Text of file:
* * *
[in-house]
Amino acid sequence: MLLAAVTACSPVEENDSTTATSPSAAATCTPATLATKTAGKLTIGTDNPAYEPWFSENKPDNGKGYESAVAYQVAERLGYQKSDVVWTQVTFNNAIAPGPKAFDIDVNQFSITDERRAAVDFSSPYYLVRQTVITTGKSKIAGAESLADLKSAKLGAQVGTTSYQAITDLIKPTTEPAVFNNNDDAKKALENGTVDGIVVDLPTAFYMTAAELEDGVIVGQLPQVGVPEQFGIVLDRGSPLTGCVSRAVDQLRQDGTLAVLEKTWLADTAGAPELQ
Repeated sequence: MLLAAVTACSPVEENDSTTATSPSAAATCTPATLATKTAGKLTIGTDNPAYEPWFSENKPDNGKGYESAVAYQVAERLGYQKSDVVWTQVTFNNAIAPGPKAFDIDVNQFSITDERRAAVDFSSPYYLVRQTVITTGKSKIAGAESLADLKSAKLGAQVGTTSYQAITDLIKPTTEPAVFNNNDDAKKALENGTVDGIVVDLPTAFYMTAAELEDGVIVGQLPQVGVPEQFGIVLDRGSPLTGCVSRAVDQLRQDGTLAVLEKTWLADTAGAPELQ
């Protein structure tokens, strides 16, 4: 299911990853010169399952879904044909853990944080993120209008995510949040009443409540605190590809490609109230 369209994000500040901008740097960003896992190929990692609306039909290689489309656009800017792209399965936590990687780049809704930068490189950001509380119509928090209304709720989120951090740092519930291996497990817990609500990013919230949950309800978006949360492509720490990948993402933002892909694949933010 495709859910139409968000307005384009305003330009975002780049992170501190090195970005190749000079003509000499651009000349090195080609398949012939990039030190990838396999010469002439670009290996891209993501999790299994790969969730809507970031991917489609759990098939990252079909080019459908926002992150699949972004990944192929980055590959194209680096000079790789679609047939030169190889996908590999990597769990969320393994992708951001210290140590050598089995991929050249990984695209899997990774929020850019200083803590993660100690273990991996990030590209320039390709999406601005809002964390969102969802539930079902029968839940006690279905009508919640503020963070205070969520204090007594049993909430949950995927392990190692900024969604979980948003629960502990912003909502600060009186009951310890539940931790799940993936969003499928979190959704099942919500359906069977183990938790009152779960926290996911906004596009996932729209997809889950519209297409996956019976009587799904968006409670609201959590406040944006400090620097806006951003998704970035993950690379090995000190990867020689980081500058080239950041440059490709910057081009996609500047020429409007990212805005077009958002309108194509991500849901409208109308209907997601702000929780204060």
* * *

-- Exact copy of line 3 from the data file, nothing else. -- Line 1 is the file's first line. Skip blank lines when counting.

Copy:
Repeated sequence: MLLAAVTACSPVEENDSTTATSPSAAATCTPATLATKTAGKLTIGTDNPAYEPWFSENKPDNGKGYESAVAYQVAERLGYQKSDVVWTQVTFNNAIAPGPKAFDIDVNQFSITDERRAAVDFSSPYYLVRQTVITTGKSKIAGAESLADLKSAKLGAQVGTTSYQAITDLIKPTTEPAVFNNNDDAKKALENGTVDGIVVDLPTAFYMTAAELEDGVIVGQLPQVGVPEQFGIVLDRGSPLTGCVSRAVDQLRQDGTLAVLEKTWLADTAGAPELQ